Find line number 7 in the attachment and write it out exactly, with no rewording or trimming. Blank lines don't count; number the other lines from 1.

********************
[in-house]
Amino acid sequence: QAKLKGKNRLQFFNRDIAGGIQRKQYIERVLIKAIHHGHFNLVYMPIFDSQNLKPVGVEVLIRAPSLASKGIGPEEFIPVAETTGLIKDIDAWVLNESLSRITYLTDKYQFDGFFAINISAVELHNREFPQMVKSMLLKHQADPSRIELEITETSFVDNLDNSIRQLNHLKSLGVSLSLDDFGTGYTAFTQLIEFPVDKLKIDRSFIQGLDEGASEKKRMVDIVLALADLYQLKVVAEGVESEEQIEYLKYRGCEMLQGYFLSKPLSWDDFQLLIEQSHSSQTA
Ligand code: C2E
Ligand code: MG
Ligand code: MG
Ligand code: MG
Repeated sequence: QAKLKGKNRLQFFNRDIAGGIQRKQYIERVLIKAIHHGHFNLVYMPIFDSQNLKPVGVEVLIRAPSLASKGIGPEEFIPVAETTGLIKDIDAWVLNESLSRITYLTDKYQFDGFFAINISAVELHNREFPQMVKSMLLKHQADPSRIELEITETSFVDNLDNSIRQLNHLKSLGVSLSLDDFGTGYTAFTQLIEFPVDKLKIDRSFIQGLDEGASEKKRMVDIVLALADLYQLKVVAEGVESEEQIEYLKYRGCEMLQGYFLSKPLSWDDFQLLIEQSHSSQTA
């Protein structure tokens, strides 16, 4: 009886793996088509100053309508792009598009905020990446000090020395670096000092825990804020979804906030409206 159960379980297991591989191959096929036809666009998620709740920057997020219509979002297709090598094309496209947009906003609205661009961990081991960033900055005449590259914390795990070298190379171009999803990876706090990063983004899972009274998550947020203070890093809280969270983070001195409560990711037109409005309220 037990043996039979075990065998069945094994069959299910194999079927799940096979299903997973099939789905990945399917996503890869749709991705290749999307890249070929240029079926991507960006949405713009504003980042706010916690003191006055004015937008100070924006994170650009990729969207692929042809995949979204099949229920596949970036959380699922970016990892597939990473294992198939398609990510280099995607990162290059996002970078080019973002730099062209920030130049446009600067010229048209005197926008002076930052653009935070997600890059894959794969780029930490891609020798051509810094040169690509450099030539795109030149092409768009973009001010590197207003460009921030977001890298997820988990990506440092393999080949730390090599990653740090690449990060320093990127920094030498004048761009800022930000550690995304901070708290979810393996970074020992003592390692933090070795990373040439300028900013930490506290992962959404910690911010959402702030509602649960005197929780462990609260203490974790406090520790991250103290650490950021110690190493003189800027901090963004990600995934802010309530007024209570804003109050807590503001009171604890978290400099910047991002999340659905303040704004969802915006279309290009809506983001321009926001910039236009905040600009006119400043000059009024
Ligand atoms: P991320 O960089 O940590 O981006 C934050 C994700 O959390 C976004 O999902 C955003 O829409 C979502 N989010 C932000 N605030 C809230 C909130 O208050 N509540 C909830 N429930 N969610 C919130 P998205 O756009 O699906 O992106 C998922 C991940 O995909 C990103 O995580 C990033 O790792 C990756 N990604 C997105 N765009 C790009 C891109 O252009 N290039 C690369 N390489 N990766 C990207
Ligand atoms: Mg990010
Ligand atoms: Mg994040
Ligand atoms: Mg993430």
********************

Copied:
Repeated sequence: QAKLKGKNRLQFFNRDIAGGIQRKQYIERVLIKAIHHGHFNLVYMPIFDSQNLKPVGVEVLIRAPSLASKGIGPEEFIPVAETTGLIKDIDAWVLNESLSRITYLTDKYQFDGFFAINISAVELHNREFPQMVKSMLLKHQADPSRIELEITETSFVDNLDNSIRQLNHLKSLGVSLSLDDFGTGYTAFTQLIEFPVDKLKIDRSFIQGLDEGASEKKRMVDIVLALADLYQLKVVAEGVESEEQIEYLKYRGCEMLQGYFLSKPLSWDDFQLLIEQSHSSQTA